If you’re seeing this post, you should just need to clear your browser cache (or wait a while) to get our brand-new full commerce website. It has a whole new look. We’re carrying most of the content across from this one, but adding staff picks, bestsellers, event pages, a calendar, a special section for authors, a list of our member/owners with published books, shopping cart, wishlist, and much, much more.
While you wait for the new site to go live, please feel free to visit us in the store, or give us a call if you have any questions. We are open seven days a week from 10:00 am to 7:00 pm.
We look forward to seeing you soon!
This House of Books
224 N. Broadway
Billings, MT 59101
Help build our member-owner base in the bookstore cooperative! Compete with other book clubs for awards and prizes.
Each book club that registers and purchases at least one share in the cooperative will receive a free cup of tea and a 10% in-store discount on your next reading group book.
The grand prize will be awarded to the book club that invests the highest total dollar amount in the bookstore cooperative.
The grand prize includes a 15% discount on any purchases made in This House of Books or on our website. This applies to each and every member of the winning book club! That means, for one full calendar year, you will get a discount on books, tea, games, stuffed animals, and gifts! And did we mention discounted books?
The grand prize also includes a private tea party/brunch with Montana author Scott McMillion. Scott is the author of Mark of the Grizzly, bear consultant to the movie The Revenant, editor of Montana Quarterly Magazine, and editor of the book Montana, Warts and All.
Your book club will dine on fine refreshments and bear claws, our choice selection of tea, and have the opportunity to chat intimately with one of our region’s most celebrated authors.
How To Play:
Register your book group’s name and members’ names by emailing Gary@ThisHouseOfBooks.com
Designate a coordinator for your group. The coordinator will turn in share purchase agreements and checks to This House of Books. Or your group may purchases shares online at ThisHouseOfBooks.com.
Competition ends October 1, 2016. Winners will be announced in early October.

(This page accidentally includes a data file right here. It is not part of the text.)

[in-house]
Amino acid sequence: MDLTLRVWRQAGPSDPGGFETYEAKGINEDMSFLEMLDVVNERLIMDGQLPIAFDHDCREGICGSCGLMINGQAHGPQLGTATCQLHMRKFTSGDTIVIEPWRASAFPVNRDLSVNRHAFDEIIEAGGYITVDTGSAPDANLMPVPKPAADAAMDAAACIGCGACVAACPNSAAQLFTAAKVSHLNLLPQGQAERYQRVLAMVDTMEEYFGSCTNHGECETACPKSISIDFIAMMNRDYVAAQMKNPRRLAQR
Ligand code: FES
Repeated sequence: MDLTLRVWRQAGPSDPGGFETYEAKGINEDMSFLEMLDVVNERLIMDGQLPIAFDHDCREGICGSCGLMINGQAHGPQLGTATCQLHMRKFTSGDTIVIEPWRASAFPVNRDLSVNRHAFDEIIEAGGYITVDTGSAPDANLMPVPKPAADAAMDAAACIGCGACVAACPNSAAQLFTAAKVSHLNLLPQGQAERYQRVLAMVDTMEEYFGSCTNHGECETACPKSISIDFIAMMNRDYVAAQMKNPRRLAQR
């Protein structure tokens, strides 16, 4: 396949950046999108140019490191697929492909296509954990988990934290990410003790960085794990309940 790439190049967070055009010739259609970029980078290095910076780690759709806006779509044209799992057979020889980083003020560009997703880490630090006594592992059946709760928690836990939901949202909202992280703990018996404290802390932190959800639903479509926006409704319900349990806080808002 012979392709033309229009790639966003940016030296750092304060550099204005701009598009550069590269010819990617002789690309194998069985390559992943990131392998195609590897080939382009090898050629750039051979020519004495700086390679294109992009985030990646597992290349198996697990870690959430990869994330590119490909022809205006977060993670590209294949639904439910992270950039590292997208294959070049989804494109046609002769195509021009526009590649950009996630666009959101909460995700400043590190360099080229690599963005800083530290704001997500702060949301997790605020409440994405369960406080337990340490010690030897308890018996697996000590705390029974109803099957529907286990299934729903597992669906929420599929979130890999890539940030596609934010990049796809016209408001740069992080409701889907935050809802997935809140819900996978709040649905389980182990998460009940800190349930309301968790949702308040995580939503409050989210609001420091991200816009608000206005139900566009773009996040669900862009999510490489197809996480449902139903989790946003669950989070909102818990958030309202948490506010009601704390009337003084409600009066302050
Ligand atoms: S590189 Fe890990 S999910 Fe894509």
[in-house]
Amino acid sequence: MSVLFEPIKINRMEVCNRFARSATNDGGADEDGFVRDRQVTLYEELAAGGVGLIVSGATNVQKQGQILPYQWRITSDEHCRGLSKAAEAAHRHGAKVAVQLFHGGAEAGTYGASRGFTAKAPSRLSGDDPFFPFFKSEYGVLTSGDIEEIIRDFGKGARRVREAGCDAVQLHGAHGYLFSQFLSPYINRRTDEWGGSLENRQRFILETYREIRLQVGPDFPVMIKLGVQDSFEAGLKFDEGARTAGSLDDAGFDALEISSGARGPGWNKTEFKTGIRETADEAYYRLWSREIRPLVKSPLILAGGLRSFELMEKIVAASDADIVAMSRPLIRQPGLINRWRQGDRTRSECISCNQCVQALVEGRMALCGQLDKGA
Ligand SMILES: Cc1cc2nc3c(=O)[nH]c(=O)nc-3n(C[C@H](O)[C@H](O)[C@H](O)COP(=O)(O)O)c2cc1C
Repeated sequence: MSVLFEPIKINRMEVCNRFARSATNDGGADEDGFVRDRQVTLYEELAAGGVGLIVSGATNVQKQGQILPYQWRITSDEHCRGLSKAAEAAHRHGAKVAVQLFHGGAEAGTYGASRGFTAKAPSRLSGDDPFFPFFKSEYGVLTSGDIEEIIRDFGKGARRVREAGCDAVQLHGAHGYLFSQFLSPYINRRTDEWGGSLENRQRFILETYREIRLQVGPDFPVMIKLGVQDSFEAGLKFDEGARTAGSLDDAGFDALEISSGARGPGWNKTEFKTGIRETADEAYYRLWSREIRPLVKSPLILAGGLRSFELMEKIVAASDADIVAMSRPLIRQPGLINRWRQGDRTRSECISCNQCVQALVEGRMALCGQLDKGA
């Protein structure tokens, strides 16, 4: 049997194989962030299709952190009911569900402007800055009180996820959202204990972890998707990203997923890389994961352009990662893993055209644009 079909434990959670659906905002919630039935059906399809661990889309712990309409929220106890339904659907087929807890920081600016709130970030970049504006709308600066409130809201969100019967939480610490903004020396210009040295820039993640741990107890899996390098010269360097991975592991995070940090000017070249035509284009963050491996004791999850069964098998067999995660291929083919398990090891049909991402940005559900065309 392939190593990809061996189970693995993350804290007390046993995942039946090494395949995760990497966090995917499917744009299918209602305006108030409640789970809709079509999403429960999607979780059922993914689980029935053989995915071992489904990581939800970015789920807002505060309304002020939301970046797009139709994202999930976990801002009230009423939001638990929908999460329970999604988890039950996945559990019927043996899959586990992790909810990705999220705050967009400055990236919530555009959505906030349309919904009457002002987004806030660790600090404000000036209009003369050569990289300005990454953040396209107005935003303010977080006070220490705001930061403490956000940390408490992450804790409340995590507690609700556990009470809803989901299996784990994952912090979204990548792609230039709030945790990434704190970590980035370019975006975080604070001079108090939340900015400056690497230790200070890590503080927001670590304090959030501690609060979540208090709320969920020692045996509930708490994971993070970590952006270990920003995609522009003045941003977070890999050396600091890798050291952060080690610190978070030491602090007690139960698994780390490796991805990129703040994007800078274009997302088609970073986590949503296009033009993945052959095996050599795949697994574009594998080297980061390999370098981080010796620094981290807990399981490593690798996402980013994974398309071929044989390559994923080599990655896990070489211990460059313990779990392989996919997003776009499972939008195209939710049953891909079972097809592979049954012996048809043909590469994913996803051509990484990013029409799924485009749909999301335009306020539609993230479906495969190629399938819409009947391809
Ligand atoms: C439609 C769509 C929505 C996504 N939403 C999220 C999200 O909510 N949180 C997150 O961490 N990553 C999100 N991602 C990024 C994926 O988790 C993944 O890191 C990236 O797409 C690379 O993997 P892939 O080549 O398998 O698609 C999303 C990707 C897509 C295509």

With everything moved off to one side of the building (or downstairs to the storage room and office), we were ready to commence with putting in the floor. As I’ve mentioned in earlier posts, our goal is to build a store with a Prohibition-era Billings motif, and that meant getting rid of the carpet and putting in real oak floors.
We have to get everything cleared out of the way on half the floor so that flooring installation can commence tomorrow.
A lot of things can be shuffled off to the other side of the store, but we decided this was as good a time as any to start setting up the downstairs space.
Now that we have a whole bunch of stuff hauled off the sales floor, we can move all of the rest of it off to one side and let the flooring guys get started tomorrow morning. Here’s the last picture before turning off the lights and going home:
When This House of Books acquired the assets of Red Lodge Books & Tea, we got a lot of bookshelves. I suppose that’s to be expected for a bookstore. The decór in Red Lodge was all rustic light wood, mostly with raw pine and cedar. To fit with the look of the new store, those light pine shelves needed to get darker, as we did at the first of our staining parties today.
We had volunteers wandering in all day, some putting in a few hours of staining and sanding time, and others spending a good chunk of their day. With 28 fixtures and hundreds of individual shelves, there was a lot of staining to do, and the party will continue tomorrow and Monday.
We’ve ripped out the carpet; we’ve painted the ceiling. It’s time for the walls! Time to get rid of those drab beiges and color this place up. Once again, we had a great collection of volunteers to make things happen: and many of them came back for the second coat the next day!
We know the white drop ceiling doesn’t fit that 1920’s Montana look that we’re after. We also know that we don’t have the budget to remove it, paint all of the exposed ductwork, and replace the lights. So we came up with a compromise: paint that ceiling dark brown, which virtually makes it disappear.